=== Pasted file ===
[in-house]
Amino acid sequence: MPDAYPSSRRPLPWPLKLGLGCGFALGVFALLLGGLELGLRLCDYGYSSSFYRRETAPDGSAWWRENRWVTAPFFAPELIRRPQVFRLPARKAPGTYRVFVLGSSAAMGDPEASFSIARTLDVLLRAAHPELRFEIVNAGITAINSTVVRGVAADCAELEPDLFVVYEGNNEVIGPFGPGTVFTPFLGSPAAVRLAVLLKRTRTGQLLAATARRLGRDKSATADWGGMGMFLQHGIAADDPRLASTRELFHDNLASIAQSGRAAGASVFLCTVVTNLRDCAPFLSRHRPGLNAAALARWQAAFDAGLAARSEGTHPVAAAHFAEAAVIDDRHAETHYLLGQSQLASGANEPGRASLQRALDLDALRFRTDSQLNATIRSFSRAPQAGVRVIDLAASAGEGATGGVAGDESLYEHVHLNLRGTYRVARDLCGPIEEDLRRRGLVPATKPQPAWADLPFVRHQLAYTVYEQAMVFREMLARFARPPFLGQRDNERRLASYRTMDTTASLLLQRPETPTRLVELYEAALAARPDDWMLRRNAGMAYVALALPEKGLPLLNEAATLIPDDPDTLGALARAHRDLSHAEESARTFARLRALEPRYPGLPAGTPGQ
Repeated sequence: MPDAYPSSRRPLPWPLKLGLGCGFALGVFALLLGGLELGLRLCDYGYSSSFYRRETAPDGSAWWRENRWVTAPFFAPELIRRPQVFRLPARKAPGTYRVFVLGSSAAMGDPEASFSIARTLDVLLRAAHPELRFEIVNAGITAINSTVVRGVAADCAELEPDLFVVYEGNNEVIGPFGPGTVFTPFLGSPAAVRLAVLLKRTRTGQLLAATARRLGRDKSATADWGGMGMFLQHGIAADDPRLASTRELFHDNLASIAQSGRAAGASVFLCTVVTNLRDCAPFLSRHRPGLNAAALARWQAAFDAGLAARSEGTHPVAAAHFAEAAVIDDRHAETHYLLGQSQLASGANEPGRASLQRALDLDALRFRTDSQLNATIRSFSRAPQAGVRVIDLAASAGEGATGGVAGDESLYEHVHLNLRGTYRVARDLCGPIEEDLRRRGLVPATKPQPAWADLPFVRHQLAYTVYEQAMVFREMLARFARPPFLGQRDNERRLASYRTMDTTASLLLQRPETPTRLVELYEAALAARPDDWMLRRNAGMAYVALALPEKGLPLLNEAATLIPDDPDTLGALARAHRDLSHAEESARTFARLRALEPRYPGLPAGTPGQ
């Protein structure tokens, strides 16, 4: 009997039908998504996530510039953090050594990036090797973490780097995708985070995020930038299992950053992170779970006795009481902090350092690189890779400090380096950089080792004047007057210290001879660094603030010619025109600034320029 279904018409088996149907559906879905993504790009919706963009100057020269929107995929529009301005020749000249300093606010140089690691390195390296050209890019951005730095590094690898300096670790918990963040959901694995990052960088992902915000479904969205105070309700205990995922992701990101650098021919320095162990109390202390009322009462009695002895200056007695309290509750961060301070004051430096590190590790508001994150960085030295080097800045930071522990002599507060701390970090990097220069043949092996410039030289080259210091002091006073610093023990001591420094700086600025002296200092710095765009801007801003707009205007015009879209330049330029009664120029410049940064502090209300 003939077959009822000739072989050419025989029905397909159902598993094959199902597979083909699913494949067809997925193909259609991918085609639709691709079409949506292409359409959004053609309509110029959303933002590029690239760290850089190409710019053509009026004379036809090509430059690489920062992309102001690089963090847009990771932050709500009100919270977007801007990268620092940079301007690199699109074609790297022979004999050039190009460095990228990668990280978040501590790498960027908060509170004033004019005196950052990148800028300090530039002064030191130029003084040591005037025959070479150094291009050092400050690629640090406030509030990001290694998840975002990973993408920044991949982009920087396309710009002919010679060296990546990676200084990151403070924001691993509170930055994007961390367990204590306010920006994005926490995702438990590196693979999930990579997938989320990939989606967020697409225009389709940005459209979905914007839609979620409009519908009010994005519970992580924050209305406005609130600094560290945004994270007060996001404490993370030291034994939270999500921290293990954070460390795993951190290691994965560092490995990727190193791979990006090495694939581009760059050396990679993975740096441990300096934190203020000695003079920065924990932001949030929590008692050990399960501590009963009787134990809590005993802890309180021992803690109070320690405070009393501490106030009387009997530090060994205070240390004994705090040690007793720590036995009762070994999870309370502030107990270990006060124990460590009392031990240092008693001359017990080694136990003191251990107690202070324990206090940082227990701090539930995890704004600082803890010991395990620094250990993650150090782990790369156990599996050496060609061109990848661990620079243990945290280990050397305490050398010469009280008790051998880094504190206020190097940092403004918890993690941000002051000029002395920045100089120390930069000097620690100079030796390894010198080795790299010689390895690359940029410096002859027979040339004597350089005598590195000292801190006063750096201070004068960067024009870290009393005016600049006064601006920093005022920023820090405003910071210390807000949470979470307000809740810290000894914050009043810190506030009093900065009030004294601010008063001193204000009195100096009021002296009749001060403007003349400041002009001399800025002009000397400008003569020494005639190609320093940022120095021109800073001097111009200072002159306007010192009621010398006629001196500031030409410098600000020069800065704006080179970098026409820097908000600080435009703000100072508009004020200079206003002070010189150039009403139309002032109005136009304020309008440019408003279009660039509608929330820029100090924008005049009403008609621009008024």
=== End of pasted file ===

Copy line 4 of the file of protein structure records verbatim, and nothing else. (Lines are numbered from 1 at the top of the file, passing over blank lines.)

């Protein structure tokens, strides 16, 4: 009997039908998504996530510039953090050594990036090797973490780097995708985070995020930038299992950053992170779970006795009481902090350092690189890779400090380096950089080792004047007057210290001879660094603030010619025109600034320029 279904018409088996149907559906879905993504790009919706963009100057020269929107995929529009301005020749000249300093606010140089690691390195390296050209890019951005730095590094690898300096670790918990963040959901694995990052960088992902915000479904969205105070309700205990995922992701990101650098021919320095162990109390202390009322009462009695002895200056007695309290509750961060301070004051430096590190590790508001994150960085030295080097800045930071522990002599507060701390970090990097220069043949092996410039030289080259210091002091006073610093023990001591420094700086600025002296200092710095765009801007801003707009205007015009879209330049330029009664120029410049940064502090209300 003939077959009822000739072989050419025989029905397909159902598993094959199902597979083909699913494949067809997925193909259609991918085609639709691709079409949506292409359409959004053609309509110029959303933002590029690239760290850089190409710019053509009026004379036809090509430059690489920062992309102001690089963090847009990771932050709500009100919270977007801007990268620092940079301007690199699109074609790297022979004999050039190009460095990228990668990280978040501590790498960027908060509170004033004019005196950052990148800028300090530039002064030191130029003084040591005037025959070479150094291009050092400050690629640090406030509030990001290694998840975002990973993408920044991949982009920087396309710009002919010679060296990546990676200084990151403070924001691993509170930055994007961390367990204590306010920006994005926490995702438990590196693979999930990579997938989320990939989606967020697409225009389709940005459209979905914007839609979620409009519908009010994005519970992580924050209305406005609130600094560290945004994270007060996001404490993370030291034994939270999500921290293990954070460390795993951190290691994965560092490995990727190193791979990006090495694939581009760059050396990679993975740096441990300096934190203020000695003079920065924990932001949030929590008692050990399960501590009963009787134990809590005993802890309180021992803690109070320690405070009393501490106030009387009997530090060994205070240390004994705090040690007793720590036995009762070994999870309370502030107990270990006060124990460590009392031990240092008693001359017990080694136990003191251990107690202070324990206090940082227990701090539930995890704004600082803890010991395990620094250990993650150090782990790369156990599996050496060609061109990848661990620079243990945290280990050397305490050398010469009280008790051998880094504190206020190097940092403004918890993690941000002051000029002395920045100089120390930069000097620690100079030796390894010198080795790299010689390895690359940029410096002859027979040339004597350089005598590195000292801190006063750096201070004068960067024009870290009393005016600049006064601006920093005022920023820090405003910071210390807000949470979470307000809740810290000894914050009043810190506030009093900065009030004294601010008063001193204000009195100096009021002296009749001060403007003349400041002009001399800025002009000397400008003569020494005639190609320093940022120095021109800073001097111009200072002159306007010192009621010398006629001196500031030409410098600000020069800065704006080179970098026409820097908000600080435009703000100072508009004020200079206003002070010189150039009403139309002032109005136009304020309008440019408003279009660039509608929330820029100090924008005049009403008609621009008024």